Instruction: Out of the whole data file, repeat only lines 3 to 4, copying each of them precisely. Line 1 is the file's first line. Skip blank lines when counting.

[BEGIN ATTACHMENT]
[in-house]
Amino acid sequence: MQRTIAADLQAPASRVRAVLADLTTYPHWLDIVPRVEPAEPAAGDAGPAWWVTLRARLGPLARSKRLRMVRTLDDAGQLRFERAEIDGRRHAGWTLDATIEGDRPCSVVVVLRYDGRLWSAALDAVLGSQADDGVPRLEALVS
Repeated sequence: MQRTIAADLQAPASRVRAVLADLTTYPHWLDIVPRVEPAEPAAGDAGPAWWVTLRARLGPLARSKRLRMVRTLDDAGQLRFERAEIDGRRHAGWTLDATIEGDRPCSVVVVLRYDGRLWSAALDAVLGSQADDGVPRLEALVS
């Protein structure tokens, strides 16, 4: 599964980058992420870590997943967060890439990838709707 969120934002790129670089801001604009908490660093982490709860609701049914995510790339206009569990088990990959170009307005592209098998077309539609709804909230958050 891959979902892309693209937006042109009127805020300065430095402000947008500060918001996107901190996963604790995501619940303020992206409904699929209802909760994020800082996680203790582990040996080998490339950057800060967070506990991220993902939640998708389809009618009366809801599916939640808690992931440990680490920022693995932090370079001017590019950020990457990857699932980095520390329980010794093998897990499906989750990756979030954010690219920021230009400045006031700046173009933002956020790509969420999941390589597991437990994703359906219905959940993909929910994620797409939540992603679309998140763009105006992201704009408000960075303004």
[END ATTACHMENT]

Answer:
Repeated sequence: MQRTIAADLQAPASRVRAVLADLTTYPHWLDIVPRVEPAEPAAGDAGPAWWVTLRARLGPLARSKRLRMVRTLDDAGQLRFERAEIDGRRHAGWTLDATIEGDRPCSVVVVLRYDGRLWSAALDAVLGSQADDGVPRLEALVS
């Protein structure tokens, strides 16, 4: 599964980058992420870590997943967060890439990838709707 969120934002790129670089801001604009908490660093982490709860609701049914995510790339206009569990088990990959170009307005592209098998077309539609709804909230958050 891959979902892309693209937006042109009127805020300065430095402000947008500060918001996107901190996963604790995501619940303020992206409904699929209802909760994020800082996680203790582990040996080998490339950057800060967070506990991220993902939640998708389809009618009366809801599916939640808690992931440990680490920022693995932090370079001017590019950020990457990857699932980095520390329980010794093998897990499906989750990756979030954010690219920021230009400045006031700046173009933002956020790509969420999941390589597991437990994703359906219905959940993909929910994620797409939540992603679309998140763009105006992201704009408000960075303004």